Perhaps nothing better illustrates the modern notion of “freedom” better than an anecdote from the annals of deinstitutionalization:
Joyce Brown, aka Billy Boggs, a homeless person living on the streets of New York City in 1987, became something of a poster child for where this abstract theory of Constitutional rights led. Her behavior was clearly psychotic: “She urinated and defecated on the streets, . . . ran recklessly into heavily trafficked streets, and exposed herself when assistance was offered.” . . . Brown was sleeping on a steam grate in freezing weather, and the city authorities hospitalized her against her will. The New York Civil Liberties Union filed suit, arguing that her essential dignity [!!] as a human being was being denied by her involuntary hospitalization, and the she should not be forced to take psychiatric medications against her will. Rather than seeing her living conditions as a sign of mental illness, the NYCLU characterized it as “a fearless independent life style” and the courts agreed.
How free are you unless you can smear your own shit all over yourself in the middle of the city? What sort of human dignity is left if someone is prevented from doing this to herself?
Thankfully, Ms Boggs only hurt herself and caused minor inconvenience. Nevertheless, one can’t help but feel that a society which actively defends and seeks to perpetuate this sort of behavior is extremely ill.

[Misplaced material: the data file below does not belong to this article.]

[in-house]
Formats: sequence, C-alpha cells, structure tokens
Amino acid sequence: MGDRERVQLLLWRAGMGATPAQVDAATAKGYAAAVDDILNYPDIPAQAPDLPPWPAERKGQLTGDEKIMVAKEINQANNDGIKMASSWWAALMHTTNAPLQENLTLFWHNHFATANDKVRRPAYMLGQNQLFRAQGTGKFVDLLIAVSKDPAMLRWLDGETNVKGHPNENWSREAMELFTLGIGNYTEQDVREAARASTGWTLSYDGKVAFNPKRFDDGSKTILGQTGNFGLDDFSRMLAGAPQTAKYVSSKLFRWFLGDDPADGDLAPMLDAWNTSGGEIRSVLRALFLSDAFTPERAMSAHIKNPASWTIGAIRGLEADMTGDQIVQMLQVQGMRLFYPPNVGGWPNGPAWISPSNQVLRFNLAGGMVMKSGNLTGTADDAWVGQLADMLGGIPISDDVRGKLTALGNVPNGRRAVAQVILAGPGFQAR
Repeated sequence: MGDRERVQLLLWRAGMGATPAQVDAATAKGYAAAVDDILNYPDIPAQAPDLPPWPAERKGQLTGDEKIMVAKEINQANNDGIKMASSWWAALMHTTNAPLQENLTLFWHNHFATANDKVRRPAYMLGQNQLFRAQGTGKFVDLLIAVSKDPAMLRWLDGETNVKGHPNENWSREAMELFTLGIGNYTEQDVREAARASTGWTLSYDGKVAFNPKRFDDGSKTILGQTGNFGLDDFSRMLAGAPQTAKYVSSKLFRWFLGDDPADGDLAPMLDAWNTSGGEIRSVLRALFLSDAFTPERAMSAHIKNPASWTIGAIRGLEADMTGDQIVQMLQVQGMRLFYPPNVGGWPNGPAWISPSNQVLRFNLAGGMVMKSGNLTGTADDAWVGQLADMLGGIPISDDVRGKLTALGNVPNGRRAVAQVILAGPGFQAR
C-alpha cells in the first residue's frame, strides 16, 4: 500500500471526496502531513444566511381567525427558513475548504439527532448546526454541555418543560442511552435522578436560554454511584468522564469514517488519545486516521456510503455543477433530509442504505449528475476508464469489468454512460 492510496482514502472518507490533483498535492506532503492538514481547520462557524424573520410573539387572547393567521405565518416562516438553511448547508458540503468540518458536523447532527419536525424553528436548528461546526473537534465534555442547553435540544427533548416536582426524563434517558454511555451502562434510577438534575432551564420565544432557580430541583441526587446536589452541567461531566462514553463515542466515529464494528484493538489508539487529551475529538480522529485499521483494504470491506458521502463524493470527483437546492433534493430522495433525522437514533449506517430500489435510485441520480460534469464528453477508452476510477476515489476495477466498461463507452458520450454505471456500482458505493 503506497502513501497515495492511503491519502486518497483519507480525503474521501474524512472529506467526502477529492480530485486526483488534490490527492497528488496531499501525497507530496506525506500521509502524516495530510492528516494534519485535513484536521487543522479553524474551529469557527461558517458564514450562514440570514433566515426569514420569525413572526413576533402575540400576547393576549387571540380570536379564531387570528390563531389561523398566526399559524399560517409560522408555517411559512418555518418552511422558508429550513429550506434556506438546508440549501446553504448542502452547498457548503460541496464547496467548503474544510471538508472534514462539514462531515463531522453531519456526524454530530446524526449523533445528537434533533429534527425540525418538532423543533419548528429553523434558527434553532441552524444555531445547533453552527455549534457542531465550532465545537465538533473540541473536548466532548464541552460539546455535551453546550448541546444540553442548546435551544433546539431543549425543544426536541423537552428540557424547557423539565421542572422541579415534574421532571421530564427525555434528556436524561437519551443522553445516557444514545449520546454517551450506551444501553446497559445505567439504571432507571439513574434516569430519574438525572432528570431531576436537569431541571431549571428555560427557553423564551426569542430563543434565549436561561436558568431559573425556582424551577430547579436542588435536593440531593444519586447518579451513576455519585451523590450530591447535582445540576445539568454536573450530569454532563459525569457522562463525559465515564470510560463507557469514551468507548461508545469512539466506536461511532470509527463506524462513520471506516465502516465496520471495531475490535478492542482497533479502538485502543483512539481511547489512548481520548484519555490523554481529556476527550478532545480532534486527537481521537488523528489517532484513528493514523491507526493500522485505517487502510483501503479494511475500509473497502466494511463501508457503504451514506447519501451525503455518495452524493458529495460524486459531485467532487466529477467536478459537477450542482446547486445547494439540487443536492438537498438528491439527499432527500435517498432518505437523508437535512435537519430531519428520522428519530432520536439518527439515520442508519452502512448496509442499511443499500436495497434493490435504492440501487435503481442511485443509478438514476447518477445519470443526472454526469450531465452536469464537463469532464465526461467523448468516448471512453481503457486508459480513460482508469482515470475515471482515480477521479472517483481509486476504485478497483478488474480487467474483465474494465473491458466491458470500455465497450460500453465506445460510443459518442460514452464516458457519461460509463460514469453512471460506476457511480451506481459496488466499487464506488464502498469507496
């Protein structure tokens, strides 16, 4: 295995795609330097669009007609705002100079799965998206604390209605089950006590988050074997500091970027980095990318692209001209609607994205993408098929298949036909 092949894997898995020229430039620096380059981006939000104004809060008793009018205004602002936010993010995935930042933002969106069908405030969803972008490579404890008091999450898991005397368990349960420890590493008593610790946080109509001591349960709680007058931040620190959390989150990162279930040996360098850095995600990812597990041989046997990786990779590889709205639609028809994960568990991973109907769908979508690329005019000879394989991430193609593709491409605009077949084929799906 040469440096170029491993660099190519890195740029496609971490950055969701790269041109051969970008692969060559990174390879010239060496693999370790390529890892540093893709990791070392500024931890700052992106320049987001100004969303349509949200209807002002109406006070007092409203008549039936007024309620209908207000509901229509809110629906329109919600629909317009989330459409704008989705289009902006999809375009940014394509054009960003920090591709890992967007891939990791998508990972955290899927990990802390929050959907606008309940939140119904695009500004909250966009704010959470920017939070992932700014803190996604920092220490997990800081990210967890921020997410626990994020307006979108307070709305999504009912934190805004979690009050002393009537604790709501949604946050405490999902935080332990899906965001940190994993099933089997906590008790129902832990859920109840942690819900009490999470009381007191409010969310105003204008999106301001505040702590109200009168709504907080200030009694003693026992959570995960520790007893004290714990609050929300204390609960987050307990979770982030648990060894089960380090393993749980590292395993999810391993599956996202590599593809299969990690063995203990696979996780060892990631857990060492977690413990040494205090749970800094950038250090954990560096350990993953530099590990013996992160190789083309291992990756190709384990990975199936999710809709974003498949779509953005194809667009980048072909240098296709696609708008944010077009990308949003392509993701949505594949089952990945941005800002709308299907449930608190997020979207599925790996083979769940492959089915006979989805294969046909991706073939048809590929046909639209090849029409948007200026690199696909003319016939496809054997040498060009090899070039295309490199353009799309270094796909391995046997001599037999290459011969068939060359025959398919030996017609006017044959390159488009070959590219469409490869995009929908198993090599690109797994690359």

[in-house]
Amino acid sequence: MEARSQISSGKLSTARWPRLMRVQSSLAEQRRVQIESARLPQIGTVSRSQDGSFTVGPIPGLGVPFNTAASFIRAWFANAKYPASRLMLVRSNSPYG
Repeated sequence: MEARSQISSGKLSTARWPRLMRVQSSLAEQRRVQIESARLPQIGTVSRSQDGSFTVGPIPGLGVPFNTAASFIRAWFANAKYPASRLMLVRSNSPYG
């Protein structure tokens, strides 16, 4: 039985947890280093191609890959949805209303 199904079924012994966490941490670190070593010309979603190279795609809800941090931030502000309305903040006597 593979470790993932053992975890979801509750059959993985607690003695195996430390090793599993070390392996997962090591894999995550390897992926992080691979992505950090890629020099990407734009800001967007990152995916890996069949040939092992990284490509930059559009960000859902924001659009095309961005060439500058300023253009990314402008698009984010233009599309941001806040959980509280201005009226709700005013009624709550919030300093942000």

In certain cases, the results are much worse:
Seung-Hui was allowed to “commit himself.” The next day, Seung-Hui left the hospital, and soon he was back on campus, living in a world of paranoid schizophrenia, culminating in the largest gun mass murder in U.S. history.
Clayton Cramer’s – an interesting guy in his own right – book is really split into two parts. Part of it is a history of the treatment of mental illness in the US. This part covers how patients are treated, what the medical profession thinks of mental illness, and how the courts have treated the mentally ill. This part is heavily footnoted and somewhat dry, but it’s a totally serviceable summary of some broad topics.
The other part of the book is about Cramer’s brother, Ron. Ron is a schizophrenic. Ron and his family have had to pay the price associated with changing views, policies, and legal restrictions associated with the mentally ill. This part of the book is really good. Some of Cramer’s anger slips out, but all in all, the personal story sucks the reader in.
A hundred years ago, mental illness was poorly classified and the mentally ill were institutionalized. Cramer shows that the stereotypes associated with institutionalization are not necessarily true. For example (to pick one of many), “A study of 15,000 patients admitted to Pennsylvania’s Warren State Hospital between 1916 and 1950 found that 42 percent of first admissions in the first period 1919-1925 were released within a year.”
This bias toward institutionalization changes to what amounts to a prohibition on institutionalization. This push for deinstitutionalization was led by social activists, civil libertarians, some doctors and the courts.
Here’s Cramer’s description of the views of the social activists who led the deinstitutionalization charge: